|Source:Google- U.S. Senator Jim DeMint: one of the Tea Party leaders in Congress.|
From CBS News
|Source:Towelroad - U.S. Senate Candidate Sharron Angle, R, Nevada|
A lot of Republicans, especially incoming House freshmen, won in the Congressional races last night. Many of the incoming Republican Representatives were also members of the Tea Party. That's the glass half full analysis of the effect that the Tea Party had for the Republicans last night.
The glass half empty view is that there's still the Democratic Senate that they're going to have to deal with in the 112th Congress, along with a Democratic administration .
They needed to pick up 10 seats in the Senate to become the majority but they only got six, assuming Patty Murray holds on in Washington State.
The Tea Party blew it for Senate Republicans and relegated Mitch McConnell to Minority Leader for at least one more Congress. Its pretty simple, had the Republican party nominated establishment conservative candidates or center-right Candidates in states like Delaware, West Virginia, Colorado and Nevada, like they did in Indiana, with former Senator Dan Coats, they might easily have picked up 10 seats. Once they were in the 10 seat neighborhood, then 11 or 12 seats becomes a possibility because they could divert resources to other states instead of spending them in states that they should have had locked up.
In Delaware, Tea Partier Christine O'Donnell, who doesn't look old enough to run for the Senate and proved that she doesn't have the qualifications to run for state office anywhere, won the Republican primary and started out 20 points behind Democratic County Executive Chris Coons. She never closed the gap.
Had Republicans nominated veteran U.S. Representative Mike Castle, who is a Republican in the Ronald Reagan tradition (low taxes, strong defense, government out of our wallets and bedrooms etc.) but isn't a religious conservative and isn't trusted by the Christian Right, he would probably have been elected to the Senate by 10 points against a little known county executive. This was blown opportunity number one for Senate Republicans.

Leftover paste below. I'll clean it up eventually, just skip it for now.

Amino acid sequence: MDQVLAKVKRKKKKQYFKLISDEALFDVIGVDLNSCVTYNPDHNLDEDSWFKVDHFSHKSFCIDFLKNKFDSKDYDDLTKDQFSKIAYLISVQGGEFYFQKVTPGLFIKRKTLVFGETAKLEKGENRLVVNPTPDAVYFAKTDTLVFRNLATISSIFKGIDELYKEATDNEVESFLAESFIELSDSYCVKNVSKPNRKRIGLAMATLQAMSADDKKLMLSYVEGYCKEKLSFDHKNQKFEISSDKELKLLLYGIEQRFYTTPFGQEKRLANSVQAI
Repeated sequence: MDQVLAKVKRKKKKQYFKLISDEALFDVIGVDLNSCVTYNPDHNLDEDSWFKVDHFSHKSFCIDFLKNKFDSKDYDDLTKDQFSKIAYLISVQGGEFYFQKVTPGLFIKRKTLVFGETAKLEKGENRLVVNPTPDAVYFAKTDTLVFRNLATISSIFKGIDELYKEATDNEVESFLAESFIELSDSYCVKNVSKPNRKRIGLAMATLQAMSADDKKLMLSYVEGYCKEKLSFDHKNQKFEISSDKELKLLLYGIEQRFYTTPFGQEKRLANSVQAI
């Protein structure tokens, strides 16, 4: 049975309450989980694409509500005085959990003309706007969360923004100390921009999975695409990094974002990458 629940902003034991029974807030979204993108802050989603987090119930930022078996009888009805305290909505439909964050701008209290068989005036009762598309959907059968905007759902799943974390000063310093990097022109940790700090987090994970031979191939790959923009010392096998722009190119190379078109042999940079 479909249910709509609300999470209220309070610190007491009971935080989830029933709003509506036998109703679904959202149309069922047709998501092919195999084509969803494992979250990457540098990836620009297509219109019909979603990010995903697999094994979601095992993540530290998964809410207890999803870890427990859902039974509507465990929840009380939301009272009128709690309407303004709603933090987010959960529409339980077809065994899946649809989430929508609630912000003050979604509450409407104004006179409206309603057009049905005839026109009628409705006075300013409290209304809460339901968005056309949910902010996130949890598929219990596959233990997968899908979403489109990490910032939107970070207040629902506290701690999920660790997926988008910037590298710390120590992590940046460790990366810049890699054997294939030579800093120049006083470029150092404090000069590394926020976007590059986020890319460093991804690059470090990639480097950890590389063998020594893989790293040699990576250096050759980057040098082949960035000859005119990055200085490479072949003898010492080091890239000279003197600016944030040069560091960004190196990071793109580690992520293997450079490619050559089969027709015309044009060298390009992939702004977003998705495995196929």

In West Virginia, the Tea Party Republican Senate candidate, Mr. Measse (and I apologize for not knowing his first name) was against things like the Minimum Wage, Medicare and Social Security, despite the fact that these are very important to a lot of West Virginians. A Republican establishment candidate would probably have given popular GOV. Joe Manchin a run for his money.
In Colorado, the Republican Tea Party nominee, Ken Buck spent the last two weeks trying to get his foot out of his mouth on such issues as separation of church and state, Medicare and Social Security. An establishment Republican candidate probably would have beaten the incumbent, appointed Democratic Sen. Mike Bennett who spent the last month working his tail off just to get back into the race and make it competitive. He finally pulled out a victory for himself and Senate Democrats.
Finally, in the Nevada Senate race, Republicans had the good fortune to run against the unpopular Senator Harry Reid. They nominated Tea Partier Sharon Angle, who seemed to be trying to do everything she could to lose the election. Every time she opened her mouth, she demonstrated that she is a complete fool, e.g., declaring separation of church and state unconstitutional (it's explicitly stated in the U.S. Constitution).
She proclaimed loudly that she was against the minimum wage, Social Security, and Medicare. These provide important financial support for many Nevadans. She said that she could not tell the difference between Latinos and Asians. The Republican party threw this election away by nominating a Tea Partier instead of an establishment candidate.
It was a good night for House Republicans. They will no longer be the minority party, at least for the next Congress. Democrats should be feeling that they dodged a bullet because Republicans could've had a much better night. They blew it by fielding many very low quality (Tea Party) candidates.